by Miryam Muller in

Living ledgend and photographer Annie Leibovitz has made a career out of capturing people, often celebrities from John Lennon curled around Yoko Ono to staged and carefully lit portraits made on assignment for magazines like Rolling Stone and Vanity Fair. But now her latest collection charts a new course, in Pilgrimage Leibovitz focuses her lens on places and objects that have special meaning for her, a feature about thoughtful meditation on how she can sustain her creativity in the face of adversity and make the most of her remaining time on earth.

Pilgrimage took Leibovitz to places that she could explore without an agenda. She wasn’t on assignment this time and she chose the subjects simply because she was moved by the them.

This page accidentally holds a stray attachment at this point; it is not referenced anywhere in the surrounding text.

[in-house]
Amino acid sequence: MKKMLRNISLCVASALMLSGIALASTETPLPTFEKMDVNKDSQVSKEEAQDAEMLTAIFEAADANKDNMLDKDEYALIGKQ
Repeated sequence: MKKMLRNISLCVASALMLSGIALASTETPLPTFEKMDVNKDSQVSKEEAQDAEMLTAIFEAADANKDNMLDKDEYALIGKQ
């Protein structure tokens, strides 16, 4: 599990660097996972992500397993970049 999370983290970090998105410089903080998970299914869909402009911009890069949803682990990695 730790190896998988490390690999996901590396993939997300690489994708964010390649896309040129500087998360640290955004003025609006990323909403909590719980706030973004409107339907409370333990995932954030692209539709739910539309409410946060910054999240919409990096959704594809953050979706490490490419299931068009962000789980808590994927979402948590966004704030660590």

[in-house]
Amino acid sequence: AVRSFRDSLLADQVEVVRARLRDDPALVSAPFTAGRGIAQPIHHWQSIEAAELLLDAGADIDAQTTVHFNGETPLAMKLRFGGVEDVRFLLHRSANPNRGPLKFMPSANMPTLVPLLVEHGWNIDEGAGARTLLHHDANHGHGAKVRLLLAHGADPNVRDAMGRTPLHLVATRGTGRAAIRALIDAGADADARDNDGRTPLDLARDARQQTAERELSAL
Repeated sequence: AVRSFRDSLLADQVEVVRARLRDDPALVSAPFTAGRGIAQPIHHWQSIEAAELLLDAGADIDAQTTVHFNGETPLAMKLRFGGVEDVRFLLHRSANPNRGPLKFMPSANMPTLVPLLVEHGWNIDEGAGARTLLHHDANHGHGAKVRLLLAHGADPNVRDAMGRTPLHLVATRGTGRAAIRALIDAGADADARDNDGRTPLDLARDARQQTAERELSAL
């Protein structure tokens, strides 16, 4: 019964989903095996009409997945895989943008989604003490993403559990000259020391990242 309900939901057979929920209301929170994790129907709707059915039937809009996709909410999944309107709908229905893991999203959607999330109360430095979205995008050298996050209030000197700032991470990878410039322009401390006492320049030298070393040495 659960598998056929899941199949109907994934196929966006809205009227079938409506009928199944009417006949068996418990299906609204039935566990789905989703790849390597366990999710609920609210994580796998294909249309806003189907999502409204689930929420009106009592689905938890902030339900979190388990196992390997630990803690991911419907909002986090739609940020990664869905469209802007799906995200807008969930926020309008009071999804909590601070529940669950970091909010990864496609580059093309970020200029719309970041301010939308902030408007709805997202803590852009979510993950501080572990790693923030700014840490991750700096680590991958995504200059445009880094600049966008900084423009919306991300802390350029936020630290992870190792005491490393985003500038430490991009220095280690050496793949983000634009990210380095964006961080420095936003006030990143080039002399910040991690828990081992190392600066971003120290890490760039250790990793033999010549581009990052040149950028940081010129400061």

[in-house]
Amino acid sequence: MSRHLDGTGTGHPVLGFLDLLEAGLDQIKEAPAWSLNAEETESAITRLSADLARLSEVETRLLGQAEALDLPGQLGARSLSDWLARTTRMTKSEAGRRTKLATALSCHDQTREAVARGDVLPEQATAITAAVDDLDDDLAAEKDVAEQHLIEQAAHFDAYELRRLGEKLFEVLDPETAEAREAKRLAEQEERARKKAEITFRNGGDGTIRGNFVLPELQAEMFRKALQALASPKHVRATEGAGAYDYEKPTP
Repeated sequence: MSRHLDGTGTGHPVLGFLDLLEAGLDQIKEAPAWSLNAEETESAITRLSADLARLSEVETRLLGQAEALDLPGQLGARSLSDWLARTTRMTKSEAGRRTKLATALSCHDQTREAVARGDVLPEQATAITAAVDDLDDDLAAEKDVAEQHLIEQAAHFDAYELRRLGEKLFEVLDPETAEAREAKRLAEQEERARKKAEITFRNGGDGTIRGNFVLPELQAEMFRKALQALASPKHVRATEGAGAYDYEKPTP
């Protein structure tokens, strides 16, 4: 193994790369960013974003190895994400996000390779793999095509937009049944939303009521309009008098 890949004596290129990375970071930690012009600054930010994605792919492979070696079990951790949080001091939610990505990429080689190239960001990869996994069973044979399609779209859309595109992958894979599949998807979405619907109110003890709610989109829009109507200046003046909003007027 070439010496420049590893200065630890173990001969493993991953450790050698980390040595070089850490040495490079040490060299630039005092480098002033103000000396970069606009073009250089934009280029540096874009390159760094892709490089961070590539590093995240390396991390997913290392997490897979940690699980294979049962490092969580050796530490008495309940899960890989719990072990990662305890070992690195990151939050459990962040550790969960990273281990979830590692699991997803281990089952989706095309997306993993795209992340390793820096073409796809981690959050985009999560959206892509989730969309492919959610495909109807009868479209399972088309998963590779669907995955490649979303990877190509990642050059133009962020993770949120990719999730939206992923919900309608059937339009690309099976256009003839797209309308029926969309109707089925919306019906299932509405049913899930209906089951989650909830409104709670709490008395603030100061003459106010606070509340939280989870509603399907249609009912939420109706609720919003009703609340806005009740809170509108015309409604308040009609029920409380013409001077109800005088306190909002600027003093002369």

Photographs from Pilgrimage will be exhibited at New York’s Pace Gallery, 545 West 22nd Street, from December 1 to 3, and will then be at the Smithsonian American Art Museum in Washington, DC, from January 20 to May 20, 2012. Following its presentation in Washington, D.C., Annie Leibovitz: Pilgrimage will tour nationally.

*Sigmund Freud's couch in his study at 20 Maresfield Gardens in London

*Old props from Martha Graham's studio, are storied in a warehouse in Yonkers. The iron gates to the old studio lean against a back wall.

*Niagara Falls

*Emily Dickinson's only surviving dress

*Virginia Woolf’s bedroom in her country home, which is a few miles from Charleston, England

*Ansel Adams moved to a house near the ocean in Carmel, California, in 1962. He worked in his state-of-the-art darkroom there during the last years of his life. The walls were painted black.